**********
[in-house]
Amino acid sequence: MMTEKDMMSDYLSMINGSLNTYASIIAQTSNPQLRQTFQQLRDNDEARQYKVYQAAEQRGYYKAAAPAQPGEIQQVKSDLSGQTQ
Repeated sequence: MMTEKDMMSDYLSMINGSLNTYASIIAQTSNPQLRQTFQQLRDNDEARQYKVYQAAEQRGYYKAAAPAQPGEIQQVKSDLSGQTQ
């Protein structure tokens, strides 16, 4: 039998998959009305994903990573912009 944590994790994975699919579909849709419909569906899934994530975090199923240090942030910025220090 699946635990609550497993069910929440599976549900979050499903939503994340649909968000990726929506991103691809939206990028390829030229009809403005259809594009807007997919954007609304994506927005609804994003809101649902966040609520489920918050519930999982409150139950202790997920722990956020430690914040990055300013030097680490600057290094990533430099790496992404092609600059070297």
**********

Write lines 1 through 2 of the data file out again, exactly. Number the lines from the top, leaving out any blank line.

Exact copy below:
[in-house]
Amino acid sequence: MMTEKDMMSDYLSMINGSLNTYASIIAQTSNPQLRQTFQQLRDNDEARQYKVYQAAEQRGYYKAAAPAQPGEIQQVKSDLSGQTQ